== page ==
I love me some Stephanie Perkins.  Her books are light, fluffy, and highly addictive.  She writes in the first person with very relatable characters, which enables the reader to experience falling in love through the characters eyes.  Ilsa and the Happily Ever After is the  long-awaited final book in her trilogy containing Anna and the French Kiss and Lola and the Boy Next Door.  They are a loose trilogy, connected only by similar writing style, themes and structure and reoccurring characters.  Isla is much like the first two:  two people are attracted to each other, have a hard time connecting, finally connect, obstacles break them apart, then they get together at the end for their "happily ever after".  This third book is bit different than the other two in that it feels a bit more mature and was more graphic.  There are sexual situations and drinking, making it more appropriate for an older teen audience.  Girls are the natural demographic for this book and will eat it up, just like the others in the series.  Perkin's books are like delicious candy and once you start reading one of her books, its impossible to put down.  At my library we can't keep our Stephanie Perkins books on the shelves and I'm sure that this book will be no exception.  Now that the planned trilogy is over I am curious to see what direction Perkins will move onto next.  Whatever it is, I'm sure to read it!

Wednesday, April 1, 2015

Death Cloud

Death Cloud
Andrew Lane
Farrar Straus Giroux, 2011  336 pgs.
Grades 7-10
Mystery/Adventure/Historical Fiction
Series: Sherlock Holmes: the Legend Begins #1

What was Sherlock Holmes like as a teenager?  Lane explores the youth of this famous character in this series for young people.  Sherlock is just completing his term at boarding school when his brother, Mycroft, whisks him away to stay with estranged relatives in their quiet British country house.  What starts out as a boring summer heats up as Sherlock makes a new friend, street urchin Maddy, and starts working with unconventional American tutor, Amyus Crowe.  Crowe and Sherlock discover a body in the woods and, after a second body is discovered, set out to find the cause of death.  The local doctor thinks the plague has returned, but Crowe is not so sure. Eventually it is discovered that the men have died of bee stings and the bees are tracked down to the evil and sickly Baron Maupertuis.  After much digging around, Sherlock is captured by the Barron and almost killed.  Sherlock  escapes and the investigation continues, taking the whole company, including Crowe's daughter Virginia, to London.  After a hair-raising chase through the slums of London and a brutal tunnel fire, Sherlock and Virginia are again captured by the Barron, drugged, and dragged to France.  Once in France the Barron attempts to kill Sherlock off for good.  First he has a big "Scooby-Doo" confession in which he reveals his whole evil plot of killing the entire British army by killer bee stings and his motivation for doing so to Sherlock since he is about to be killed anyways.  Again, Sherlock escapes with Virginia and the group returns to England.  The Barron is still at large, but the bee plan is thwarted.  What further adventures await Sherlock?  Find out in the next installment: Rebel Fire.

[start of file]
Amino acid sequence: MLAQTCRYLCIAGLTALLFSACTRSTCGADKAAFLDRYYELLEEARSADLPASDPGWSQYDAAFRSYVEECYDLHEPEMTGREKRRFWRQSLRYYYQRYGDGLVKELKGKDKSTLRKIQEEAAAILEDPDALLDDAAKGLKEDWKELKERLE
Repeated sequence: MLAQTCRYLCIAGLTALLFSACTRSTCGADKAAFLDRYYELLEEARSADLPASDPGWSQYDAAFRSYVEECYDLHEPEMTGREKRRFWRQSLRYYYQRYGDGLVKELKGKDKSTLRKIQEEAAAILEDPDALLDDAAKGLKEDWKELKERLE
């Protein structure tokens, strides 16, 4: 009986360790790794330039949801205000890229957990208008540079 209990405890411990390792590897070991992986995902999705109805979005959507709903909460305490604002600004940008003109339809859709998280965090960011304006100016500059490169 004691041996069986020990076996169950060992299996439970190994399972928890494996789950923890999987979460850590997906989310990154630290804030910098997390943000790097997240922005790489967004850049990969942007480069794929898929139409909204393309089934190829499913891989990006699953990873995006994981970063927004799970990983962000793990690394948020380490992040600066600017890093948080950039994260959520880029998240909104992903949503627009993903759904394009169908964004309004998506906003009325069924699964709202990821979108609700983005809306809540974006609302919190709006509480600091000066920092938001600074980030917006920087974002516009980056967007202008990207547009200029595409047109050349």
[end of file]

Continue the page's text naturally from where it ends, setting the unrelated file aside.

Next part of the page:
Sherlock Holmes has recently experienced a resurgence thanks to the new-ish BBC series Sherlock, which has become a cult favorite with smart teenagers.  Teens are turning to the original adventures of Sherlock Homes, but many find them tough going and a little dry.  The new television series takes the original stories, puts them in a contemporary setting, and stars the dashing Benedict Cumbererbatch, a far cry from Arthur Conan Doyle's character.  The series Sherlock Holmes: The Legend Begins is a perfect choice for teens interested in Sherlock Holmes, but not quiet ready to tackle the originals.  Lane imagines what Sherlock was like as a teenager, how he got into his hobbies enjoyed in adulthood (playing the violin, boxing, beekeeping), and, perhaps most importantly, how he developed his keen reasoning skills.  Lane takes some creative license with the character in order to make him accessible to a teen audience.  The plot is a bit frantic and moves quickly, again to appeal to teens.  This series feels similar to the "James Bond Adventures" series, featuring Bond as a teenager, by Higson and is more thriller than mystery.  The mystery is there, but takes a back seat the action and adventure.  This will appeal to reluctant readers and those interested in adventure and Lane never stops delivering the action and plot twists.  Featuring a well known character will create a ready-made audience for the book and perhaps encourage kids to pick it up.  In the process the reader will learn a bit about nineteenth century life in England, beekeeping, and logic.  Is this the best mystery ever written?  Perhaps not, but it is time well spent and an enjoyable read.